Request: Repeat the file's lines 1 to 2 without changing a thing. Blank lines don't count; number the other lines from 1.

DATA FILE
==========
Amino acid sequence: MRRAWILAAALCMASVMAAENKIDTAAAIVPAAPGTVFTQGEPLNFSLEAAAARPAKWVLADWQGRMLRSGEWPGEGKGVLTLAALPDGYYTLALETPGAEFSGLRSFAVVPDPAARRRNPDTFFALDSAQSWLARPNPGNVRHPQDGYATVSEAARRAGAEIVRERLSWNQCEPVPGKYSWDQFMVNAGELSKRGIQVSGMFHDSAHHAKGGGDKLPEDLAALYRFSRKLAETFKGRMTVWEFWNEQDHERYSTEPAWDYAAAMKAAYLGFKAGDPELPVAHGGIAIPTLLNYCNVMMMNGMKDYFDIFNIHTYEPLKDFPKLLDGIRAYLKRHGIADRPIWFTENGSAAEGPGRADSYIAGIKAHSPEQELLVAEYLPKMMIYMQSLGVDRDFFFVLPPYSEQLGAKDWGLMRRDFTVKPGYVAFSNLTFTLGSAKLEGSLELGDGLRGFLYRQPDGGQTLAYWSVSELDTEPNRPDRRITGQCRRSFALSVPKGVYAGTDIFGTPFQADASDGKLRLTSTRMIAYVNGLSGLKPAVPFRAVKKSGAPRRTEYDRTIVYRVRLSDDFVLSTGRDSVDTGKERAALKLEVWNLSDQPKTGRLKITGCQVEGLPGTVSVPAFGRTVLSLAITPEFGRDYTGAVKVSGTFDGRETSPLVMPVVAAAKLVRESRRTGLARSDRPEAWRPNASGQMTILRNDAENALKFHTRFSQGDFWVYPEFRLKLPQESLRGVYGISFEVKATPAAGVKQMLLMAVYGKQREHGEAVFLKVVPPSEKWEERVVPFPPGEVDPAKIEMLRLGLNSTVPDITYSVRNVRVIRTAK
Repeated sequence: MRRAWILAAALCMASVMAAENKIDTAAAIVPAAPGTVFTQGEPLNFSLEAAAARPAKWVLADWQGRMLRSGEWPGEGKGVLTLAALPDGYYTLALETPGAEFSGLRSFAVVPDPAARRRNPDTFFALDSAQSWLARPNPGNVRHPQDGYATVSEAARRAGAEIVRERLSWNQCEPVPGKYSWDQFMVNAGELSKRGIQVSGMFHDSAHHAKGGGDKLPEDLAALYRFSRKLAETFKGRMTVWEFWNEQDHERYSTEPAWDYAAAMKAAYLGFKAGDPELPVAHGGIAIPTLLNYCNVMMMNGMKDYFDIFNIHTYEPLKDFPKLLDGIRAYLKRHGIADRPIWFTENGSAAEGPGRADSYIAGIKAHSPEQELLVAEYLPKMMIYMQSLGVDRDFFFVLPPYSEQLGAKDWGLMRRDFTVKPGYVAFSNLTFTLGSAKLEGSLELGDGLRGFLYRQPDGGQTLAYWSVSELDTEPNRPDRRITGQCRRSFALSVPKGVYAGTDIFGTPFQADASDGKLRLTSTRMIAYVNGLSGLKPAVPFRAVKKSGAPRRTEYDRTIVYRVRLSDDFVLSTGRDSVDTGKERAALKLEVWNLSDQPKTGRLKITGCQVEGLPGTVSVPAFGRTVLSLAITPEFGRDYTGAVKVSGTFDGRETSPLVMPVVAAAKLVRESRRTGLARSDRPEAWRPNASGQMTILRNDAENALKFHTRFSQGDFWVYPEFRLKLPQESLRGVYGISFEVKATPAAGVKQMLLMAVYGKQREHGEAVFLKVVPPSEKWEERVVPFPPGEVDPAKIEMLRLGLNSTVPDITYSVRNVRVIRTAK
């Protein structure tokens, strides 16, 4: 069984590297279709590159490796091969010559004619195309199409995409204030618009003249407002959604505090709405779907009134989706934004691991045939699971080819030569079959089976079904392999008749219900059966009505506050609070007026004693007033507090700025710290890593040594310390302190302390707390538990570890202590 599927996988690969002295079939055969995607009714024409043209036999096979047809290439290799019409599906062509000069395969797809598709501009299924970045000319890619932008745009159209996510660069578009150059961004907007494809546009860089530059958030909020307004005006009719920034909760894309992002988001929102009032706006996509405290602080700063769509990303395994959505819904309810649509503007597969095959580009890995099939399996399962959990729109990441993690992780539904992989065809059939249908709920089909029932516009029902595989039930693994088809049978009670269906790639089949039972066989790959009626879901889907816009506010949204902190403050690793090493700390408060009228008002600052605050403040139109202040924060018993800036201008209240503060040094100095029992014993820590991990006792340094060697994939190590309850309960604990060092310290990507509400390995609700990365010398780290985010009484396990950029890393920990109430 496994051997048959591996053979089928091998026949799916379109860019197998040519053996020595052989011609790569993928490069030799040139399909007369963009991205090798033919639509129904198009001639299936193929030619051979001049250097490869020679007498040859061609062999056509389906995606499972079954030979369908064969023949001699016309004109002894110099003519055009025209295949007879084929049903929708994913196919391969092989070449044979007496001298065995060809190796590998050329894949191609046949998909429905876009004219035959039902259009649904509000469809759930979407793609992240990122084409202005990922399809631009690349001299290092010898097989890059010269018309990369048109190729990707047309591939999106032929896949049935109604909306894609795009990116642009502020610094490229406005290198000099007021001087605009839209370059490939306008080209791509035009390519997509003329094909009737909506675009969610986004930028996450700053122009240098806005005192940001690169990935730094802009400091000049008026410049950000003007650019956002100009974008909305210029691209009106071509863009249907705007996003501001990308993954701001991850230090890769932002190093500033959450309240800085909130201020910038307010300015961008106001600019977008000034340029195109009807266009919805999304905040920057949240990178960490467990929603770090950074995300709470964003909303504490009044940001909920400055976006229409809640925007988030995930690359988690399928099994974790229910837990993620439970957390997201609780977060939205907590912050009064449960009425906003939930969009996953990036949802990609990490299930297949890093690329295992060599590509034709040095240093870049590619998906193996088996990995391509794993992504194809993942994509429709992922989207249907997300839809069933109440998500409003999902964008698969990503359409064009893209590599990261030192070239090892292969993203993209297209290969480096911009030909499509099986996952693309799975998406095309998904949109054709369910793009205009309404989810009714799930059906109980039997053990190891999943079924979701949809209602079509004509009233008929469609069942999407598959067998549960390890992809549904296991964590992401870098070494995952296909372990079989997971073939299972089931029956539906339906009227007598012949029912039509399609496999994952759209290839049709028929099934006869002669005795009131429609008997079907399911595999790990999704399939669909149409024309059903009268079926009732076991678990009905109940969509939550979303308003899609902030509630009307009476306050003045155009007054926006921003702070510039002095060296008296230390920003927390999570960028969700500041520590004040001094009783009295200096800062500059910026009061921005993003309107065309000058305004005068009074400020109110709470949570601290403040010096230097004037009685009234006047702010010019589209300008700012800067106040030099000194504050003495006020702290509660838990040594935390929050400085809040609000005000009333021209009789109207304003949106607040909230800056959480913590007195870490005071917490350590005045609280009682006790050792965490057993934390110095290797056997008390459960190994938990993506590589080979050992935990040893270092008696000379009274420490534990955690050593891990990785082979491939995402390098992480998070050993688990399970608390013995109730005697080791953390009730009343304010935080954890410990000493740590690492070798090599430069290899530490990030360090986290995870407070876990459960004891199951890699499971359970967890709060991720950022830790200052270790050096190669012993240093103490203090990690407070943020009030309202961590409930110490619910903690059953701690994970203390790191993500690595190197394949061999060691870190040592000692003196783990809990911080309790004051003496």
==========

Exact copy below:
Amino acid sequence: MRRAWILAAALCMASVMAAENKIDTAAAIVPAAPGTVFTQGEPLNFSLEAAAARPAKWVLADWQGRMLRSGEWPGEGKGVLTLAALPDGYYTLALETPGAEFSGLRSFAVVPDPAARRRNPDTFFALDSAQSWLARPNPGNVRHPQDGYATVSEAARRAGAEIVRERLSWNQCEPVPGKYSWDQFMVNAGELSKRGIQVSGMFHDSAHHAKGGGDKLPEDLAALYRFSRKLAETFKGRMTVWEFWNEQDHERYSTEPAWDYAAAMKAAYLGFKAGDPELPVAHGGIAIPTLLNYCNVMMMNGMKDYFDIFNIHTYEPLKDFPKLLDGIRAYLKRHGIADRPIWFTENGSAAEGPGRADSYIAGIKAHSPEQELLVAEYLPKMMIYMQSLGVDRDFFFVLPPYSEQLGAKDWGLMRRDFTVKPGYVAFSNLTFTLGSAKLEGSLELGDGLRGFLYRQPDGGQTLAYWSVSELDTEPNRPDRRITGQCRRSFALSVPKGVYAGTDIFGTPFQADASDGKLRLTSTRMIAYVNGLSGLKPAVPFRAVKKSGAPRRTEYDRTIVYRVRLSDDFVLSTGRDSVDTGKERAALKLEVWNLSDQPKTGRLKITGCQVEGLPGTVSVPAFGRTVLSLAITPEFGRDYTGAVKVSGTFDGRETSPLVMPVVAAAKLVRESRRTGLARSDRPEAWRPNASGQMTILRNDAENALKFHTRFSQGDFWVYPEFRLKLPQESLRGVYGISFEVKATPAAGVKQMLLMAVYGKQREHGEAVFLKVVPPSEKWEERVVPFPPGEVDPAKIEMLRLGLNSTVPDITYSVRNVRVIRTAK
Repeated sequence: MRRAWILAAALCMASVMAAENKIDTAAAIVPAAPGTVFTQGEPLNFSLEAAAARPAKWVLADWQGRMLRSGEWPGEGKGVLTLAALPDGYYTLALETPGAEFSGLRSFAVVPDPAARRRNPDTFFALDSAQSWLARPNPGNVRHPQDGYATVSEAARRAGAEIVRERLSWNQCEPVPGKYSWDQFMVNAGELSKRGIQVSGMFHDSAHHAKGGGDKLPEDLAALYRFSRKLAETFKGRMTVWEFWNEQDHERYSTEPAWDYAAAMKAAYLGFKAGDPELPVAHGGIAIPTLLNYCNVMMMNGMKDYFDIFNIHTYEPLKDFPKLLDGIRAYLKRHGIADRPIWFTENGSAAEGPGRADSYIAGIKAHSPEQELLVAEYLPKMMIYMQSLGVDRDFFFVLPPYSEQLGAKDWGLMRRDFTVKPGYVAFSNLTFTLGSAKLEGSLELGDGLRGFLYRQPDGGQTLAYWSVSELDTEPNRPDRRITGQCRRSFALSVPKGVYAGTDIFGTPFQADASDGKLRLTSTRMIAYVNGLSGLKPAVPFRAVKKSGAPRRTEYDRTIVYRVRLSDDFVLSTGRDSVDTGKERAALKLEVWNLSDQPKTGRLKITGCQVEGLPGTVSVPAFGRTVLSLAITPEFGRDYTGAVKVSGTFDGRETSPLVMPVVAAAKLVRESRRTGLARSDRPEAWRPNASGQMTILRNDAENALKFHTRFSQGDFWVYPEFRLKLPQESLRGVYGISFEVKATPAAGVKQMLLMAVYGKQREHGEAVFLKVVPPSEKWEERVVPFPPGEVDPAKIEMLRLGLNSTVPDITYSVRNVRVIRTAK